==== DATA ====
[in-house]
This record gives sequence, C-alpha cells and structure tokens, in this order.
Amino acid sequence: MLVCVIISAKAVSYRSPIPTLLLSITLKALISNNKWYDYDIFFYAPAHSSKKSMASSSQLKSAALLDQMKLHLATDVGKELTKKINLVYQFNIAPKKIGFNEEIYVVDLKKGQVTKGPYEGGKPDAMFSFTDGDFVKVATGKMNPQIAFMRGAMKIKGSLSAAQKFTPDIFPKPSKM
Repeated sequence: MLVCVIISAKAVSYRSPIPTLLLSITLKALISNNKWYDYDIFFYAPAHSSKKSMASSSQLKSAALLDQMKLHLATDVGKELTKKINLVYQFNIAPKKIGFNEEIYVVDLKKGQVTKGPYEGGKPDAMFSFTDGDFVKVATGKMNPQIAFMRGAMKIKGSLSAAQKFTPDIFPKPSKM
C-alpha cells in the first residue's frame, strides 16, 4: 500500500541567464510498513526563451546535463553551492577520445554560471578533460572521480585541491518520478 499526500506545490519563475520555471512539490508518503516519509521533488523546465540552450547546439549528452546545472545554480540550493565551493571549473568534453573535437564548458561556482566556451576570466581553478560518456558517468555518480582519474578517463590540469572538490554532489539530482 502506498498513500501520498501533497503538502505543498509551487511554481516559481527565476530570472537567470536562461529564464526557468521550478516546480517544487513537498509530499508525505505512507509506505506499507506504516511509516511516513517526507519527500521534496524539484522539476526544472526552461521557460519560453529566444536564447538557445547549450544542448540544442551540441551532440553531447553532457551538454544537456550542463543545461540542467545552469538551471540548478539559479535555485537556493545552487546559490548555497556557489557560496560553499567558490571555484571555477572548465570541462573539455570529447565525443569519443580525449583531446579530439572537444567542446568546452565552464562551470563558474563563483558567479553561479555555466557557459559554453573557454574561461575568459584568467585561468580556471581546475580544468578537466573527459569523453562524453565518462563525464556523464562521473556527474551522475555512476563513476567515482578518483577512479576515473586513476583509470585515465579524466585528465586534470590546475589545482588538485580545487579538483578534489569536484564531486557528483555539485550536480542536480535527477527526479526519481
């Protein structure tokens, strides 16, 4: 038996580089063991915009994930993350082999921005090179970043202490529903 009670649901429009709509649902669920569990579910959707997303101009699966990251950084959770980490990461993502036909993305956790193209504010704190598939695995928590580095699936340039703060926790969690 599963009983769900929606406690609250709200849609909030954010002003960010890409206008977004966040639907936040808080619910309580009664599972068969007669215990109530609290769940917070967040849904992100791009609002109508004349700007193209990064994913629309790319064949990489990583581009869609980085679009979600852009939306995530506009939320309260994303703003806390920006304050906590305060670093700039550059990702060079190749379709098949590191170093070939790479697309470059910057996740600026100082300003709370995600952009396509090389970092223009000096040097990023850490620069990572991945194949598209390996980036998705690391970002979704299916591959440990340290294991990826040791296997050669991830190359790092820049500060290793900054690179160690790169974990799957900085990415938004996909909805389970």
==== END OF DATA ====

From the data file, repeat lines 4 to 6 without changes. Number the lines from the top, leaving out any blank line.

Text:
Repeated sequence: MLVCVIISAKAVSYRSPIPTLLLSITLKALISNNKWYDYDIFFYAPAHSSKKSMASSSQLKSAALLDQMKLHLATDVGKELTKKINLVYQFNIAPKKIGFNEEIYVVDLKKGQVTKGPYEGGKPDAMFSFTDGDFVKVATGKMNPQIAFMRGAMKIKGSLSAAQKFTPDIFPKPSKM
C-alpha cells in the first residue's frame, strides 16, 4: 500500500541567464510498513526563451546535463553551492577520445554560471578533460572521480585541491518520478 499526500506545490519563475520555471512539490508518503516519509521533488523546465540552450547546439549528452546545472545554480540550493565551493571549473568534453573535437564548458561556482566556451576570466581553478560518456558517468555518480582519474578517463590540469572538490554532489539530482 502506498498513500501520498501533497503538502505543498509551487511554481516559481527565476530570472537567470536562461529564464526557468521550478516546480517544487513537498509530499508525505505512507509506505506499507506504516511509516511516513517526507519527500521534496524539484522539476526544472526552461521557460519560453529566444536564447538557445547549450544542448540544442551540441551532440553531447553532457551538454544537456550542463543545461540542467545552469538551471540548478539559479535555485537556493545552487546559490548555497556557489557560496560553499567558490571555484571555477572548465570541462573539455570529447565525443569519443580525449583531446579530439572537444567542446568546452565552464562551470563558474563563483558567479553561479555555466557557459559554453573557454574561461575568459584568467585561468580556471581546475580544468578537466573527459569523453562524453565518462563525464556523464562521473556527474551522475555512476563513476567515482578518483577512479576515473586513476583509470585515465579524466585528465586534470590546475589545482588538485580545487579538483578534489569536484564531486557528483555539485550536480542536480535527477527526479526519481
């Protein structure tokens, strides 16, 4: 038996580089063991915009994930993350082999921005090179970043202490529903 009670649901429009709509649902669920569990579910959707997303101009699966990251950084959770980490990461993502036909993305956790193209504010704190598939695995928590580095699936340039703060926790969690 599963009983769900929606406690609250709200849609909030954010002003960010890409206008977004966040639907936040808080619910309580009664599972068969007669215990109530609290769940917070967040849904992100791009609002109508004349700007193209990064994913629309790319064949990489990583581009869609980085679009979600852009939306995530506009939320309260994303703003806390920006304050906590305060670093700039550059990702060079190749379709098949590191170093070939790479697309470059910057996740600026100082300003709370995600952009396509090389970092223009000096040097990023850490620069990572991945194949598209390996980036998705690391970002979704299916591959440990340290294991990826040791296997050669991830190359790092820049500060290793900054690179160690790169974990799957900085990415938004996909909805389970």